A Midlife, Menopausal Mom Seeks Medicine in Magic Mushrooms
There was a moment at the airport as I waited for my flight to Jamaica that I wondered — have I lost my freaking mind?
I was riding solo this trip, reeling from an unholy midlife trinity: menopause, empty nest, and marital separation. As I looked around at my fellow travelers, feelings of isolation and unease grew. I was surrounded by joyful honey-mooners, intact vacationing families, and Christian missionaries in matching pink T-shirts. One of these things didn’t belong, and that thing felt like me.
I wasn’t embarking on a fun-filled…
When I look at the photo above, I don’t see a woman — I see a girl. She’s only 26, four years out of college, having worked only one real job in her life, and marrying the only boy she’s ever dated.
Even though it’s been ten years since her father died, she’s never really processed the trauma of his illness and death. College was her great escape from seriousness and loss, and she was determined not to look back.
So when a male friend from high school drove all night to show up outside her dorm window and declare…
I remember watching the series finale of Sex and the City in 2004 with a group of giddy women in our thirties (most of us married with children). We drank Cosmos and cheered when Carrie ended up with Mr. Big instead of the Russian.
To many, it was the perfect series finale. After years of struggle and strife as a single woman, Carrie’s wit, passion, and persistence finally paid off. She somehow managed to do the miraculous by convincing the unobtainable, emotionally absent, aloof businessman, Mr. Big, to choose her.
It was the proverbial fairy tale happy ending we all…
This year my son became a first-time father — to a puppy named Leo. And this week he told me he thought he might NOT have kids someday.
“But you’re so good with Leo,” I said. “You would make a wonderful father.”
My son replied, “Taking care of Leo is the reason I don’t think I want them.”
I responded: “You’re 22, it’s normal not to be ready for fatherhood. But don’t make any final decisions about your life. Things may change in 5, 10, 15, or 20 years.”
Hell, men can change their minds about fatherhood well into their…
Millions of people have now either had COVID or had COVID-like symptoms after receiving the vaccine. And almost everyone I talk to agrees that those symptoms were pure hell.
Imagine having those same symptoms — debilitating pain, extreme fatigue, and foggy brain — beyond two days, or two weeks, two months, or two years.
Those two days of hell you experienced after your vaccine (or two weeks while sick with COVID) were my life for SIX years while living with chronic Lyme disease.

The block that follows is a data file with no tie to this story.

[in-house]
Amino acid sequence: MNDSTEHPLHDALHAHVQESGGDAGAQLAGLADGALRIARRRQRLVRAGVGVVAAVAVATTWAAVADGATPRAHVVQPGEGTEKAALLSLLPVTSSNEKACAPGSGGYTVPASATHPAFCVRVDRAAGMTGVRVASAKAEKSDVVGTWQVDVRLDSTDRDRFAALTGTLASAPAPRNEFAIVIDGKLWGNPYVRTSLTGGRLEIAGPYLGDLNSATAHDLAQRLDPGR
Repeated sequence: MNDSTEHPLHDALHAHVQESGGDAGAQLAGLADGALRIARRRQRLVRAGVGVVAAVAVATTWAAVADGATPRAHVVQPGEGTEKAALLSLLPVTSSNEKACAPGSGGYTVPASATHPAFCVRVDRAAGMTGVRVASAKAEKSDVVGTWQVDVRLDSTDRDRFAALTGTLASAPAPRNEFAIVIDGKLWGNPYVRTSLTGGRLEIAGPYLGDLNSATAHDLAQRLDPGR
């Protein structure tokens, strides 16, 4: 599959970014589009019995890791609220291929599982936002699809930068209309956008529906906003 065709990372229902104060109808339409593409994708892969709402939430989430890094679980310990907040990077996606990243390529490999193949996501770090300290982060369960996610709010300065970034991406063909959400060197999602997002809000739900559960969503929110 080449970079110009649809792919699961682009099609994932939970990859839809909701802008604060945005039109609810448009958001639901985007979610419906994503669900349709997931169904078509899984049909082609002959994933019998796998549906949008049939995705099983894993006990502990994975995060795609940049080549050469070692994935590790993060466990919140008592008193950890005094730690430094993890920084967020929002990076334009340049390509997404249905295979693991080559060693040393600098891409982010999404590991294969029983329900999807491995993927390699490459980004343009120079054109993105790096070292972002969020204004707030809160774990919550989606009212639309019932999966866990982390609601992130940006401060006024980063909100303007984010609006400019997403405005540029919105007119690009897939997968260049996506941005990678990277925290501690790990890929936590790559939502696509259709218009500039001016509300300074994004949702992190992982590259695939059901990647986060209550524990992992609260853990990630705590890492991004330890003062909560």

I prayed every night for relief or ‘one good day.’ I never received it. …
“How strange that the nature of life is change, yet the nature of human beings is to resist change. And how ironic that the difficult times we fear might ruin us are the very ones that can break us open and help us blossom into who we are meant to be.”
From BROKEN OPEN: How Difficult Times Can Help Us Grow, by Elizabeth Lesser
Humans are strange. We are in constant conflict with our own nature.
We desire comfort, consistency, and connection with others. And yet, we also get bored easily and seek new and exciting experiences and relationships.
If St. Patrick’s Day were a house, it would be a sprawling, termite-infested structure, stuck in a tacky timewarp, in desperate need of a modern update.
It would be a fixer-upper.
I’m like Joanna Gaines — I can look past the gaudy ugliness of this house and see the strong bones. Underneath the tacky bright green and orange decor and shamrock face tattoos, I see a foundation worth saving and building upon.
I want to get in and strip it all down to the bones to reclaim the authentic, pristine pieces (the original moldings and shiplap). …
Warning: SPOILER ALERT
I am a very powerful witch, forged, not born. Like Wanda Maximoff, I have no coven, but I can do magic without any incantation.
At least that’s how it feels. You see, almost exactly a year ago, I cursed the world. And I cursed it hard.
I was tired of trying to explain to people how soul-sucking it felt to be trapped inside a sick body — living a diminished existence — unable to venture outside my home into the world.
And so, I cast an unintentional hex. I wanted the world to live inside my pain…
I do not behave myself in my illness.
I am the most impatient of patients.
I am prickly and on edge.
I cannot play the role of saint or martyr.
I tire of this endless rest.
This endless pain.
This endless lack of pleasure.
I long for life as it was before.
Before wasn’t perfect, BUT —
It was a life of relative ease.
A life of general health.
A life of endless possibility and potential!
And I took it all for granted.
I tire of even this –
My endless moaning and lamenting.
Woe is Me.
Last Valentine’s Day, my heart was broken into a million pieces by betrayal from the person I spent my entire life with. I was sad and depressed, sinking into a spiral of complicated grief.
I never felt more alone in my life.
This year, my heart physically aches because of an insidious virus called COVID-19 that broke into my home on New Year’s Day. The virus has latched onto my body, refusing to go away quietly.
I’m not a long-hauler yet, but I’m told it’s common to have symptoms linger for weeks and months.
Last Valentine’s Day, I was without…
I write, create, instruct. My curiosity is expansive — health, happiness, relationships, spirituality, TV/film, psychedelics, feminism, neuroscience, life.